The people behind an open-source “privacy aware” alternative to Facebook say the system will launch on September 15. But it still remains unclear whether Diaspora can compete with major social networks — or indeed, what competing means.
The project is the work of four students who responded to the controversy over Facebook’s often-confusing and frequently-revised privacy policies. They managed to raise $200,000 in an online appeal after vowing to build a “privacy aware, personally controlled, do-it-all distributed open source social network.”
Exactly what Diaspora is is a somewhat fuzzy topic as it’s as much about the concept as the product. One way to describe it is that if Facebook is a direct download site, Diaspora is Bit Torrent. The idea is to produce software to allow individuals to run a personal web server (a seed) to host the material they want to share, such as multimedia or status updates. And being open source means it will be easier to develop new tools, whether that be add-on applications or new ways to filter and display the content, in particular controlling who is allowed to see what.
The September launch will only be the release of the source code for developers. It will be October before the first appearance of a “consumer facing alpha”: in other words, something Joe Blow can actually use.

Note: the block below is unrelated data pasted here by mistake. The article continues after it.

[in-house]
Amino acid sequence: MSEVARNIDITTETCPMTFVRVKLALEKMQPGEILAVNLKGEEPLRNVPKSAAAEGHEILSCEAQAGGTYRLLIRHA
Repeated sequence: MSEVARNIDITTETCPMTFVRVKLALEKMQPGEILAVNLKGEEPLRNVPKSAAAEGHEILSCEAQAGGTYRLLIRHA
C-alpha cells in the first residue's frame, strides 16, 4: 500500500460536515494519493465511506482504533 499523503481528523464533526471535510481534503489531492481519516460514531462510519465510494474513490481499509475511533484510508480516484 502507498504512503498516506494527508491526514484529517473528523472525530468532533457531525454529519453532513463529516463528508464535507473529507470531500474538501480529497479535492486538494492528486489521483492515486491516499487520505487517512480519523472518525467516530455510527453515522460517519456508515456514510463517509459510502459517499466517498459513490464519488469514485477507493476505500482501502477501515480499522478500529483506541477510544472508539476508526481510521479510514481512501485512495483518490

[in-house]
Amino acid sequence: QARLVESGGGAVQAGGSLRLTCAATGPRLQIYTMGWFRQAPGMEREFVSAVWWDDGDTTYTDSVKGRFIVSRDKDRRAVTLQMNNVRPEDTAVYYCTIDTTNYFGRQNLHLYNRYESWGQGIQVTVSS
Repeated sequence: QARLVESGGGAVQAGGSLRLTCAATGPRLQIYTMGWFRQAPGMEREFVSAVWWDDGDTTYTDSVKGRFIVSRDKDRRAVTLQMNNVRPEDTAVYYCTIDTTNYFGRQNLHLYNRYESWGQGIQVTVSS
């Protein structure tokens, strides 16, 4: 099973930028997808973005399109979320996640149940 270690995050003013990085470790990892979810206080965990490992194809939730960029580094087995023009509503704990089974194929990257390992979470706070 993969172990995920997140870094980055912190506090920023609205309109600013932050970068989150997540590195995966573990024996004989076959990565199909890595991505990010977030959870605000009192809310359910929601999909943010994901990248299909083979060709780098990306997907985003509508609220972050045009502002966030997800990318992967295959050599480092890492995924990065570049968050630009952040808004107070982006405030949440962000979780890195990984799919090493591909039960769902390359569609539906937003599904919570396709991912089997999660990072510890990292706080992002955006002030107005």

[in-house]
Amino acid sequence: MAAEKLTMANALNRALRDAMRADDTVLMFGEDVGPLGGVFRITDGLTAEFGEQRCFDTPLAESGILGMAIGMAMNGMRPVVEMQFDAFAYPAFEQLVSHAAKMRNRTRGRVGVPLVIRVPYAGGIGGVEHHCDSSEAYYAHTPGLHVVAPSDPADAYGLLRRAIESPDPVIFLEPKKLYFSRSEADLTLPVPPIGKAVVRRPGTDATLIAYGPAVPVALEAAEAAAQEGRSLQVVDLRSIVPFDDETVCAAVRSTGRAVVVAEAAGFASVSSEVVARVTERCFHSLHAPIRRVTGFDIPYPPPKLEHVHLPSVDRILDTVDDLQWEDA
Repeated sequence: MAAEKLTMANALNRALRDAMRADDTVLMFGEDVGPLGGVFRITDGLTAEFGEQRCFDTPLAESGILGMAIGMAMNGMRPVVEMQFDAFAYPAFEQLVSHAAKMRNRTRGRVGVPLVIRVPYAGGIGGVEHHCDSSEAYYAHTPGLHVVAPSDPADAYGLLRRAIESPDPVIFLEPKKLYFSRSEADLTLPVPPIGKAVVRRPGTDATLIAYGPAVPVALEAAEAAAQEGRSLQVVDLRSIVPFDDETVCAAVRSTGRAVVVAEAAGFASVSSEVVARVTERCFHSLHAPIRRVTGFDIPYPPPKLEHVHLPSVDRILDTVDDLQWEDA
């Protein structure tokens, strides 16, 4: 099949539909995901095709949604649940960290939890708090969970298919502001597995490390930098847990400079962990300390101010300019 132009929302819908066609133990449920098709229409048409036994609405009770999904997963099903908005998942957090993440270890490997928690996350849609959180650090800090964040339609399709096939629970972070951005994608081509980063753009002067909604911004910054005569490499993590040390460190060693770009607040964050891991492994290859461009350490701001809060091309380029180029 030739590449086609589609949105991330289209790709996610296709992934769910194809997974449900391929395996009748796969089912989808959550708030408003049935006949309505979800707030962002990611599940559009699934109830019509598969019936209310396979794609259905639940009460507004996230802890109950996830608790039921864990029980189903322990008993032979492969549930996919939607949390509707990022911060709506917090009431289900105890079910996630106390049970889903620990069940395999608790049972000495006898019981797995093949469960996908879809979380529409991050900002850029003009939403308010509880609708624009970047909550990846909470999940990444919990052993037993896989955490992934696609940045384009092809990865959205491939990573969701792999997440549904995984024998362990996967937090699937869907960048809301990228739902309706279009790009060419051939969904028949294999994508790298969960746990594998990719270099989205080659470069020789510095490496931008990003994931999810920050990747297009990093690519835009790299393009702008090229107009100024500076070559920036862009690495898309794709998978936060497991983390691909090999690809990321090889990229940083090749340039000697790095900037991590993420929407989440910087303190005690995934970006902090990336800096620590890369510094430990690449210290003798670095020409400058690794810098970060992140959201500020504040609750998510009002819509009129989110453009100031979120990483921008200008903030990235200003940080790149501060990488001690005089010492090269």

Whether Diaspora will succeed depends how you define success. Clearly it’s not going to kill Facebook. Half a billion users are already on Facebook, many of them there because most of the people they know are among those half a billion. And most of those half a billion likely wouldn’t even understand the concepts behind Diaspora, let alone care enough to start from scratch with yet another social network.
That doesn’t mean the concept won’t work. The chances are some great ideas will emerge from Diaspora… and the chances are some of those ideas will wind up being used by sites like Facebook. (That may be why, according to rumor, Facebook chief Mark Zuckerberg is among those who donated to Diaspora.)
There’s also a great point made by Len Firewood, a commenter on a report on the Daily Telegraph website: “If Diaspora only attracts one million users just think – a million highly computer literate nerds and tech heads has got to be a very valuable market for many vendors in the computing and high tech sectors.”